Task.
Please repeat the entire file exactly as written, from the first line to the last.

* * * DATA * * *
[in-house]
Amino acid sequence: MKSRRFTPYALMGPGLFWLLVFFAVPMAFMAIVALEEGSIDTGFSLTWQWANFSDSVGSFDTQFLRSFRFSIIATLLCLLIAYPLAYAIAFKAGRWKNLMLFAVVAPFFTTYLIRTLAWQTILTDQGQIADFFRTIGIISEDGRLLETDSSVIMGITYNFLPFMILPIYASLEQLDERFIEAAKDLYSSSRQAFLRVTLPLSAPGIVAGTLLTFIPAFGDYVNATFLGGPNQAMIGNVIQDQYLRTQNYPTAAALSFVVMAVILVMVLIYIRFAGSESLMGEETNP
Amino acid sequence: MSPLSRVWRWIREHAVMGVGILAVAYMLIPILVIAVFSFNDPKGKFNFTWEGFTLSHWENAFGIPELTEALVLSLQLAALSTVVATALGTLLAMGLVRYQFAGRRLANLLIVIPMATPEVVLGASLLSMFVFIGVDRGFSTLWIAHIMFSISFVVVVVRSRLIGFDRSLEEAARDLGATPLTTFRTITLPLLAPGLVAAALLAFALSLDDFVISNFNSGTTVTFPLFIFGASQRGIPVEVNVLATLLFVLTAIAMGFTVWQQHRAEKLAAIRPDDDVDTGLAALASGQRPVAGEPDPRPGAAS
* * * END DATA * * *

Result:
[in-house]
Amino acid sequence: MKSRRFTPYALMGPGLFWLLVFFAVPMAFMAIVALEEGSIDTGFSLTWQWANFSDSVGSFDTQFLRSFRFSIIATLLCLLIAYPLAYAIAFKAGRWKNLMLFAVVAPFFTTYLIRTLAWQTILTDQGQIADFFRTIGIISEDGRLLETDSSVIMGITYNFLPFMILPIYASLEQLDERFIEAAKDLYSSSRQAFLRVTLPLSAPGIVAGTLLTFIPAFGDYVNATFLGGPNQAMIGNVIQDQYLRTQNYPTAAALSFVVMAVILVMVLIYIRFAGSESLMGEETNP
Amino acid sequence: MSPLSRVWRWIREHAVMGVGILAVAYMLIPILVIAVFSFNDPKGKFNFTWEGFTLSHWENAFGIPELTEALVLSLQLAALSTVVATALGTLLAMGLVRYQFAGRRLANLLIVIPMATPEVVLGASLLSMFVFIGVDRGFSTLWIAHIMFSISFVVVVVRSRLIGFDRSLEEAARDLGATPLTTFRTITLPLLAPGLVAAALLAFALSLDDFVISNFNSGTTVTFPLFIFGASQRGIPVEVNVLATLLFVLTAIAMGFTVWQQHRAEKLAAIRPDDDVDTGLAALASGQRPVAGEPDPRPGAAS